Grady & Gwinnett: Already-packed county hospitals wait as state officials debate the fate of Grady Memorial

LAWRENCEVILLE - As state and health officials vacillate on whether or not to keep Grady Memorial Hospital functioning, Gwinnett health officials say the fall of the Atlanta-area hospital would indubitably have an effect on the county.

"I certainly think it would have some impact, but there's no way to keep up with how many (patients) we get from Grady," said Gwinnett Medical Center's Dr. Carlton Buchanan, interim chief medical officer and ER physician.

As it stands, Grady is the region's only Level 1 trauma center, and while Gwinnett Medical Center officials said it would be somewhat detrimental to the state's health care system for the hospital to close, they said Gwinnett won't be the only one to receive Grady's overflow.

"We firmly believe it's bigger than Gwinnett, it's a statewide resource," said Adrienne Hollis, Gwinnett Medical Center spokeswoman. "Everyone is expected to get some of the flow."

If Grady was to close the question of what to do with the patients arises, and Gwinnett's hospitals don't have the room.

Gwinnett Medical Center saw more than 122,000 visitors to its emergency room in 2006, putting the hospital's ER at 95 percent capacity, according to 2006 statistical reports from the hospital.

But Hollis said packed ERs aren't just a problem for Gwinnett.

"It's no secret emergency rooms are already filled to the gills, but that's typical of ERs throughout the state," Hollis said. That's because more and more people are utilizing their local emergency rooms as a primary care facility, Hollis added.

According to Glenn Lander, senior research associate, Georgia Health Policy Center at Georgia State University, 91 percent of Grady's total inpatients come from just five counties - Fulton, DeKalb, Cobb, Gwinnett and Clayton.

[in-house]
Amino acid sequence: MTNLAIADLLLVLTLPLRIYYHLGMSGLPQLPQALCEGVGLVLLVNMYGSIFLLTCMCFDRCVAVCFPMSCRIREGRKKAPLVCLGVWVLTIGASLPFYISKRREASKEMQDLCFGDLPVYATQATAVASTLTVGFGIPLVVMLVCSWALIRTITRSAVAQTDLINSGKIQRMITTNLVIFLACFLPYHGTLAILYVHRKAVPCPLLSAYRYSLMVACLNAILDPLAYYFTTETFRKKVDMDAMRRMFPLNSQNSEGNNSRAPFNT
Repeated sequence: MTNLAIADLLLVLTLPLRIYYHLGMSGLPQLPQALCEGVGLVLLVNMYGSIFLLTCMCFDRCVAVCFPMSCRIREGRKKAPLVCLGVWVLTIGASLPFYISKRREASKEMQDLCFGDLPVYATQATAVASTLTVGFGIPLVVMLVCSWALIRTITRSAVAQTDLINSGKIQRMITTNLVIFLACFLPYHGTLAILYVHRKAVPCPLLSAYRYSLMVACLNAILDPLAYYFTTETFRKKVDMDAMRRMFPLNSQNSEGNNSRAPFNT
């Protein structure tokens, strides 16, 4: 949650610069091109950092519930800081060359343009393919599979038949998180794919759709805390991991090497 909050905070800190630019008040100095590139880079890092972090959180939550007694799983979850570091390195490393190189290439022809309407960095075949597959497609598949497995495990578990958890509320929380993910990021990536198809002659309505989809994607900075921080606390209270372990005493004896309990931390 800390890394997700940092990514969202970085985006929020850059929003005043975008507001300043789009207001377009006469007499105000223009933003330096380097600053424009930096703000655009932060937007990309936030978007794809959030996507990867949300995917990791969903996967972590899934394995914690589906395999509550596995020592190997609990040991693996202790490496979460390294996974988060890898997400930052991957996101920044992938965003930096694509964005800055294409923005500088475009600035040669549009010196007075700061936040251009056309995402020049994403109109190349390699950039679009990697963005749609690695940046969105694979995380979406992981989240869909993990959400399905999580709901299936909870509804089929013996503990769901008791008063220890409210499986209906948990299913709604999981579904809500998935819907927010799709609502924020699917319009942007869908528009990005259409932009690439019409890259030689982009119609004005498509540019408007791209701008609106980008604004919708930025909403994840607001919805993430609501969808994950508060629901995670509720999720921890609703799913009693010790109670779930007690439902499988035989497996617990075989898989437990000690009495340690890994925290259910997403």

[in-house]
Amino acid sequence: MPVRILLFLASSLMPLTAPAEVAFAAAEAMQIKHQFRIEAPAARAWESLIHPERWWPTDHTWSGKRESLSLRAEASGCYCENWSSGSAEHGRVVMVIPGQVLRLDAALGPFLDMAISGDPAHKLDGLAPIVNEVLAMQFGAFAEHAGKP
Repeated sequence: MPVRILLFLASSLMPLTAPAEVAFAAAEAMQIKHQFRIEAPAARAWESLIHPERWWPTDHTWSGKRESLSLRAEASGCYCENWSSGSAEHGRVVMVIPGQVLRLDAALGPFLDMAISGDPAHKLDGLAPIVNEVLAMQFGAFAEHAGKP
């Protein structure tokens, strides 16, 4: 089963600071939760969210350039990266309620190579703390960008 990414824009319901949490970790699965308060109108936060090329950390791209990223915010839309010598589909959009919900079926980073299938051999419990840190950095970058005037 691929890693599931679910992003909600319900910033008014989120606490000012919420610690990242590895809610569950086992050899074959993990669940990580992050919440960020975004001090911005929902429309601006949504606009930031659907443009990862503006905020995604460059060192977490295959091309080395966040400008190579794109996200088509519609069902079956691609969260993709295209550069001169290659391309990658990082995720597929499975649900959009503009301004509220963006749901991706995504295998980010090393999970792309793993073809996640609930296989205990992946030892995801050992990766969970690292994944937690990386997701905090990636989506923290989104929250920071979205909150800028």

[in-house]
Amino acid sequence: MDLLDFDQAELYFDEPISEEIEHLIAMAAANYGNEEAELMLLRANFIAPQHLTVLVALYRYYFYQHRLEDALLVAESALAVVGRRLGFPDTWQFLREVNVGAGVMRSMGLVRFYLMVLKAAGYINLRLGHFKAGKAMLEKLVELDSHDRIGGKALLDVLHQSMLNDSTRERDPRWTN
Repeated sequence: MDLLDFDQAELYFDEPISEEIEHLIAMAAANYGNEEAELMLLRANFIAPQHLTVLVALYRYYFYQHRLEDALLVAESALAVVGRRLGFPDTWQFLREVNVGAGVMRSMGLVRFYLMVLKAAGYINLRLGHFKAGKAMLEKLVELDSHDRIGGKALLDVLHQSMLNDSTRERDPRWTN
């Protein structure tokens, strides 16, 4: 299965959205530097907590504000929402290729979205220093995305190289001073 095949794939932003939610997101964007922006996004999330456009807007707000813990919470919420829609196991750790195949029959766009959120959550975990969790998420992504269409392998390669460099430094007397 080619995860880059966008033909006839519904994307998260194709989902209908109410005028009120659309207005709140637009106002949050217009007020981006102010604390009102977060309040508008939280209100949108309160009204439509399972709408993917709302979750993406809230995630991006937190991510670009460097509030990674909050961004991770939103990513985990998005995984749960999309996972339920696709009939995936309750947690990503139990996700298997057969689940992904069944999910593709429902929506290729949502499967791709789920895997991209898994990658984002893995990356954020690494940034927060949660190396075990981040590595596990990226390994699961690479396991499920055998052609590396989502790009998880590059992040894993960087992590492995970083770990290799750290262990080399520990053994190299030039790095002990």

"There is a myth that people tend to stay in their own county ... What we learned is that sometimes, convenience trumps the county you live in," Landers said. He adds it could be a combination of people going to a hospital near where they work or just over a county line from where they live.

Hollis said there is no way to tell how many patients GMC sends to Grady or vise versa.

"We get patients from all over," Hollis said. "They may be directed by insurance or the location of the incident. Grady has a burn center and we don't. There are a number of factors."

While Buchanan said he thinks Grady has some issues to work out, he said he doesn't know any medical professional who would want to see the hospital close.

"I feel Grady will receive the support they need to stay open," Buchanan said optimistically. Grady's effect, the doctor added, will be felt all over the state. He said the facility offers vital services, such as a burn and poison control center, which other hospitals lack.

"Down the road I think Grady would benefit from looking at other facilities and how they run their facilities and other nonprofits," Buchanan said.

As far as taking on any other hospitals' overflow, Buchanan said, as with most Georgia hospitals, there's just no room.

"At Gwinnett Medical Center there is no surge in capacity, we don't have beds lying open," Buchanan said. "You're talking about taking 900 hospital beds off line, that will impact the whole Atlanta area and the state."